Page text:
• General considerations: development approach; administration protocols; application of standards; risk management strategies; infrastructure, manufacturing and supply chain management; and provision of information for users.
• Technical considerations: cybersecurity penetration testing; modularised design architecture; operating platform security; emerging software; and Trusted access and content provision.
• Environmental considerations: based on the device’s intended use, such as connecting to networks, and uploading or downloading data.
• Physical considerations: Mechanical locks on devices and interfaces, physically securing networks, secure waste management.
• Social considerations: Designing out or minimising social-engineering threats (e.g., phishing, impersonation, baiting, tailgating)
There are two approaches that assist in understanding cybersecurity risk as early as possible and to reduce cybersecurity risk throughout the design and development phases. These approaches also aid in compliance with the Essential Principles. They include:
• Secure by design: Identifying potential cybersecurity vulnerabilities & risks associated with the medical device during the initial design and development phase. The Software Assurance Forum for Excellence in Code (SAFECode) publishes information concerning secure software development.
• Quality by design: Understanding and mitigating the potential risks introduced with each function of the medical device, its manufacturing process and the environment in which the device is used. These risks may include cybersecurity, privacy, usability, safety and other associated risks.
After market release (Post-market) the manufacturers and sponsors are required to monitor and routinely conduct cybersecurity assessments and take action of any identified risks.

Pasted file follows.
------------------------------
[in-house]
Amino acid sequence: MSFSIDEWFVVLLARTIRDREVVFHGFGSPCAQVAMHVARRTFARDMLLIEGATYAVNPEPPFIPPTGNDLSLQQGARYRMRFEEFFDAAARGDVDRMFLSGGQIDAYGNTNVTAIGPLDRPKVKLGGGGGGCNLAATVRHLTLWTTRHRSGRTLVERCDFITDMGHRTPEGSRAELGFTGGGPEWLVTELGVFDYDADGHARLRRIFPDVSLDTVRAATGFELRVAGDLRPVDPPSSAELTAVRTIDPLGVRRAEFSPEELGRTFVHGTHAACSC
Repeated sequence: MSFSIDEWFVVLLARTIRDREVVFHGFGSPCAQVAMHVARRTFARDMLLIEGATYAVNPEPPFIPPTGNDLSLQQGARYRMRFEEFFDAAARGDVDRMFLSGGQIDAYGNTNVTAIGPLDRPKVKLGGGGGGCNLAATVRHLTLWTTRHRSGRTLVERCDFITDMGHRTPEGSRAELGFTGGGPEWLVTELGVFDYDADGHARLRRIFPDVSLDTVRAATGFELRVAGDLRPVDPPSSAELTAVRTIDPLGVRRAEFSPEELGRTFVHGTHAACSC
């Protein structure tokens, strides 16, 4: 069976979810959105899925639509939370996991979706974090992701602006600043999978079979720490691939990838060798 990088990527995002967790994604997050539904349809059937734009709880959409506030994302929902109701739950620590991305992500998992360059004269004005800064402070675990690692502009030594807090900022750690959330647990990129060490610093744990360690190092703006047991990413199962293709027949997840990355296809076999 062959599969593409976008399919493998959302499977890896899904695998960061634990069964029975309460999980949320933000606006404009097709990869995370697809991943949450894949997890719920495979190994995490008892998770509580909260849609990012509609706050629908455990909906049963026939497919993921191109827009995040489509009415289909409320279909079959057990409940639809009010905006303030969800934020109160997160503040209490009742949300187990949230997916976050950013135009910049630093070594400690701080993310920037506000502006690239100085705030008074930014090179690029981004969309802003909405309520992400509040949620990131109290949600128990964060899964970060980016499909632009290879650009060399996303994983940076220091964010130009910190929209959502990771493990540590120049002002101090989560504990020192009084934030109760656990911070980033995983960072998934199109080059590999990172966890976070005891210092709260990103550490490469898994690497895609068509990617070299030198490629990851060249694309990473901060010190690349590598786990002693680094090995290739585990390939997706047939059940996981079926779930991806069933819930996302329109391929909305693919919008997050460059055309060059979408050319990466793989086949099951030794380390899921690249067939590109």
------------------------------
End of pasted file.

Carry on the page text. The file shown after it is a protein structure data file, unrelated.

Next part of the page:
It is important to develop an understanding of the relationships between cybersecurity vulnerabilities, exploits, and threats (a useful diagram is presented in the TGA guidance) to understand what actions may be required in response to the changed medical device cybersecurity risk profile, i.e. a device recall, safety alert, routine update or an adverse event report to the TGA.
Cybersecurity applies to the software’s total product life cycle (TPLC), from the initial conception to development and testing, market authorisation, post-market use, and through to end-of-life and obsolescence.
A development process such as that described in IEC 62304 Medical device software — Software life cycle processes provides an adequate framework for cybersecurity.
Product life cycle must also be managed through successful implementation of a Quality Management System (QMS) such as ISO 13485. The QMS describes key processes such as software development, risk management, change management, complaints and post-market monitoring procedures which are essential to lifecycle management of devices and their cybersecurity context.